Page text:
We do not need technically proficient but ethically unimaginative or inflexible workers to fill the needs of our consumer economy; rather, we need professionals understood in the broad sense I’ve described. We need to cultivate and encourage our students to commit to living according to the highest standards of moral virtue. As Rena Beatrice Goldstein argues,

“Virtue enables a person to navigate challenging human encounters in many spheres, and virtue curricula can help students learn to navigate well by practicing virtue in different environments. It takes time to develop virtues like open-mindedness. Indeed, being open-minded with strangers in the civic domain may require different motivations than being open-minded with one’s peers, family, or friends. Practicing virtues in a variety of domains can help students develop the right motivations, which may be different in different domains.”

I propose that we see the next STEM push as an opportunity to re-emphasize our commitment to all of the core values of higher education: personal growth, civic responsibility, and professional excellence. When we consider “professional excellence,” we must build into that concept a healthy understanding of, and respect for, the stable virtues cultivated through sustained humanistic study.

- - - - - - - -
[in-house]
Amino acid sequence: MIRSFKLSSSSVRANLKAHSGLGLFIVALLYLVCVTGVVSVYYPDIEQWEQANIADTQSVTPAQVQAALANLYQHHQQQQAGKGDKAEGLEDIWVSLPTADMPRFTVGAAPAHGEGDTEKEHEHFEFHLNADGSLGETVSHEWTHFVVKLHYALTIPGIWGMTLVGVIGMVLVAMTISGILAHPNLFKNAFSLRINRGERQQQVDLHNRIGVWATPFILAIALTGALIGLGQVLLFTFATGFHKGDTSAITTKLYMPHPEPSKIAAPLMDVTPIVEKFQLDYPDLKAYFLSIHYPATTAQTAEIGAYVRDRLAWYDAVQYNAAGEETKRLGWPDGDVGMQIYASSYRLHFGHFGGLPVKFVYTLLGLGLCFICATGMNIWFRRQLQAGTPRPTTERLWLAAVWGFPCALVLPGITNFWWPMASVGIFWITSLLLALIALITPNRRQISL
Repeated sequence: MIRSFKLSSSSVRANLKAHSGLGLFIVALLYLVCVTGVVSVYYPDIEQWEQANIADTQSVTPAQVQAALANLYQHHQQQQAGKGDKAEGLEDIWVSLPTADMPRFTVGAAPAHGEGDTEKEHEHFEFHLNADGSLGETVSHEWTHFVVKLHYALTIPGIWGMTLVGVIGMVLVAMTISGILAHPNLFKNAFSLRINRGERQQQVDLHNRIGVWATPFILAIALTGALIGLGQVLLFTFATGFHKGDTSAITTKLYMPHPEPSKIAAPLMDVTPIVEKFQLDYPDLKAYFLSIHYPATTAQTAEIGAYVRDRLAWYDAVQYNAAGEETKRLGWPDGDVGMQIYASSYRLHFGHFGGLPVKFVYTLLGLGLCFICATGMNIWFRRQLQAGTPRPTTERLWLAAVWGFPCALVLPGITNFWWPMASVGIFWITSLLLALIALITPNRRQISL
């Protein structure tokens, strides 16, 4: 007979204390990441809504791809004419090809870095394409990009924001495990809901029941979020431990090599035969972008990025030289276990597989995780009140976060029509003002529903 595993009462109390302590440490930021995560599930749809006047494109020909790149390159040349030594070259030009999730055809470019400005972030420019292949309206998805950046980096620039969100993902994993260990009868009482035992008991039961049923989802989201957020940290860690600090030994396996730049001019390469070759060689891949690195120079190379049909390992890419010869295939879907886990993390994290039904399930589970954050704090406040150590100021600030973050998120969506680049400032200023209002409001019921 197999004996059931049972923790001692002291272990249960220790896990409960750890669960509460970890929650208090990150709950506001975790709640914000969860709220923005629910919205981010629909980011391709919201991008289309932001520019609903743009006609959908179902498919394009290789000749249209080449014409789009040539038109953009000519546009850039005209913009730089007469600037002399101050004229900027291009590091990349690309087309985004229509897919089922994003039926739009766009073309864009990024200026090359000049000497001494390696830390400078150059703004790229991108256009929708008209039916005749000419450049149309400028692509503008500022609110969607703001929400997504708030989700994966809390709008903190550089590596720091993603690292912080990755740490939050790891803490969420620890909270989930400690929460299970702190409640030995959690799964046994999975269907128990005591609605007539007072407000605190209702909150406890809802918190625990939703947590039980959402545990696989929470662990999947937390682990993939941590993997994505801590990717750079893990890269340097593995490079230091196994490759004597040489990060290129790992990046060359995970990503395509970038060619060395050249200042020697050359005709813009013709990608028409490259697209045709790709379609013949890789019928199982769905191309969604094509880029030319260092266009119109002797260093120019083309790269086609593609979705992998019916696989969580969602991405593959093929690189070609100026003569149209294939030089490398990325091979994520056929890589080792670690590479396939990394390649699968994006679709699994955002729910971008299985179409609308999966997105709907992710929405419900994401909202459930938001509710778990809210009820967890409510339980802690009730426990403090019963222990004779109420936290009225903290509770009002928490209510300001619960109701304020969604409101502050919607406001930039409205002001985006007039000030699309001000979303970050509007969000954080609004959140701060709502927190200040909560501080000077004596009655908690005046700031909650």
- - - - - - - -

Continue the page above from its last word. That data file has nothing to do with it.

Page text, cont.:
Why We Shouldn’t Have to Have the White History Month Conversation

A close-up photograph of a section of dates on a calendar.

In 1915, Carter G. Woodson, a historian from Harvard University, helped found the Association for the Study of Negro Life and History (ASNLH). A little over a decade after the organization’s founding in 1926, the group sponsored Negro History Week, an event where communities across the country would come together to celebrate, host lectures, and conduct performances to commemorate the legacy of African Americans who had broken race barriers and made extraordinary achievements. A little more than thirty years later during the 1960’s, also the peak of the Civil Rights Movement, Negro History Week evolved into Black History Month. To this day, Black History month is a time to recognize the accomplishment of African Americans who helped make the United States what it is today. However, as with every topic regarding race in the United States, there is always controversy, confusion, and opposition. In terms of Black History Month, it is the controversy is between African Americans and their white counterparts. Why is Black History Month so crucial, and what differentiates it from cultural pride? Consequently, why shouldn’t we ask why there is no white history month?